SOUNDCHECK: SINGING IN THE RAIN

12 Jul 2020

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This is a song that sparks joy. I first heard it this past January at the Lahooti Melo, an annual music festival held in Jamshoro-Hyderabad that brought together indigenous musicians from across the country, along with a few more mainstream pop and rock acts. The group that had produced the song and directed the video requested that it be played during the festival. It had the effect of everyone dancing to it.

A few weeks later, I heard it playing, pretty much on repeat, at a fancy chai dhabba in Jamshoro. Needless to say, the song was quite popular locally. And why not? A music legend from that city had sung the original version.

The original version is no less joyous. Rim Jhim Barsay Badal was first sung by the late legendary singer from Jamshoro, Allan Faqeer. There’s a video available on YouTube on the ‘Sindh Culture Government of Sindh’ channel which shows the late singer performing the song at the Urs of Shah Abdul Latif Bhittai in 1983. Two things immediately stand out.

Muhammad Masood’s Rim Jhim is a joyous tribute to the folk music legend that sang the song first — Allan Faqeer

First, just how young Allan Faqeer looks. I’ve grown up watching him with Muhammad Ali Shyhaki in PTV’s Allah Allah Kar Bhayya video that came out as a part of the Rang Tarang programme in 1986 (although I saw it in the ’90s). In three years, he’d aged quite a bit. Second, the quality of the recording is very good for a live show at the Urs of Shah Abdul Latif Bhittai, which is attended by people from around the country. The vocals and the percussions are very clear.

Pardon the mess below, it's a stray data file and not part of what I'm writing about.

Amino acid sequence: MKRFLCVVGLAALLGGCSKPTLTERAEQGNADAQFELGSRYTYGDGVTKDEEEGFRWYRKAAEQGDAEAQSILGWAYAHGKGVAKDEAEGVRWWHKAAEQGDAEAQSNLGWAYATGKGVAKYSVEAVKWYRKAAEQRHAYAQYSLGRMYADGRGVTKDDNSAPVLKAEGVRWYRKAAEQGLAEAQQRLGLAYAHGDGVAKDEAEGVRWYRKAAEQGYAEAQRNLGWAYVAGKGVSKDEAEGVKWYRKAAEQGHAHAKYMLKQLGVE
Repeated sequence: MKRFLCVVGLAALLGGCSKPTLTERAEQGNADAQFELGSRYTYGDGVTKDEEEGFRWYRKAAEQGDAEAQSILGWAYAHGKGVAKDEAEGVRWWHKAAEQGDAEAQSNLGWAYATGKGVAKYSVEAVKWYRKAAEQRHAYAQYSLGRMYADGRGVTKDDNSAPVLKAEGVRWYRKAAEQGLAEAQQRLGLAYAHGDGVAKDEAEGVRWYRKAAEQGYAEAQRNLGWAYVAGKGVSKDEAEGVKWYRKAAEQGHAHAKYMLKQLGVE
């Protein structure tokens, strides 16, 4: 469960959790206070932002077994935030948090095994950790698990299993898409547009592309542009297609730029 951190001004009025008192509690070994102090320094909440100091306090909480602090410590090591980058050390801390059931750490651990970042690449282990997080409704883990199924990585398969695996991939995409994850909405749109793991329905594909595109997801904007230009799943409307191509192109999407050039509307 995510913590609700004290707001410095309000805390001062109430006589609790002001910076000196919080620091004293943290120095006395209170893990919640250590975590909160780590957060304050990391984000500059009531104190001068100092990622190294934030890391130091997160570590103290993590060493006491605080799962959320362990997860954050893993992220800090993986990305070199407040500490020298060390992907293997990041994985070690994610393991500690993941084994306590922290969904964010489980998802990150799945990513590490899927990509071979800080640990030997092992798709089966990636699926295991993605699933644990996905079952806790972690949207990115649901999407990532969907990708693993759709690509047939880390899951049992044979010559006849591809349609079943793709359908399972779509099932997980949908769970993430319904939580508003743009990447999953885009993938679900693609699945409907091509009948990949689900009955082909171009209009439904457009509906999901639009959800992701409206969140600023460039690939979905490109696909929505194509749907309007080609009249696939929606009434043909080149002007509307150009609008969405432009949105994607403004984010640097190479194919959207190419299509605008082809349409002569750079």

Other than the fact that Allan Faqeer’s vocals hit you right in the feels, his joy in the song is contagious. He also does some of his signature moves. Moves, that are somewhat replicated in the newer Rim Jhim that came out earlier this year.

This version of Rim Jhim has been composed, produced, performed and directed by Muhammad Masood. It seems like Muhammad Masood wants to make Sufi music trendy again. The description on his channel reads ‘Resketching sufi music and folk with EDM [Electronic Dance Music]’. I’d say that at least with Rim Jhim he’s done a pretty good job so far. He’s featured Sajid Ali, Bilal Mahesar and Wahid Allan Faqeer in the song as well.

It must be noted here that Wahid Allan Faqeer is not related to Allan Faqeer. Allan Faqeer has only one son who’s also launched himself into music, Faheem Allan Faqeer. Wahid is reportedly so ‘inspired’ by the late legend that both he and his son have not only taken to dressing up exactly like him, but also have also taken his musical style and even his name. There’s also a tribute to Allan Faqeer on YouTube in which they’ve covered the late artist’s famous song, Humma Humma, which formed part of the fusion Allah Allah Kar Bhayya. This version also features Bilal Mahesar.

There are lots of covers out there of Rim Jhim Barsay Badal, but Rim Jhim by Muhammad Masood and his gang of merry men marries traditional Sindhi poetry, percussions, rhythm and tunes with modern EDM in a way that’s just perfect. Here’s to spreading more joy in the world.

Published in Dawn, ICON, July 12th, 2020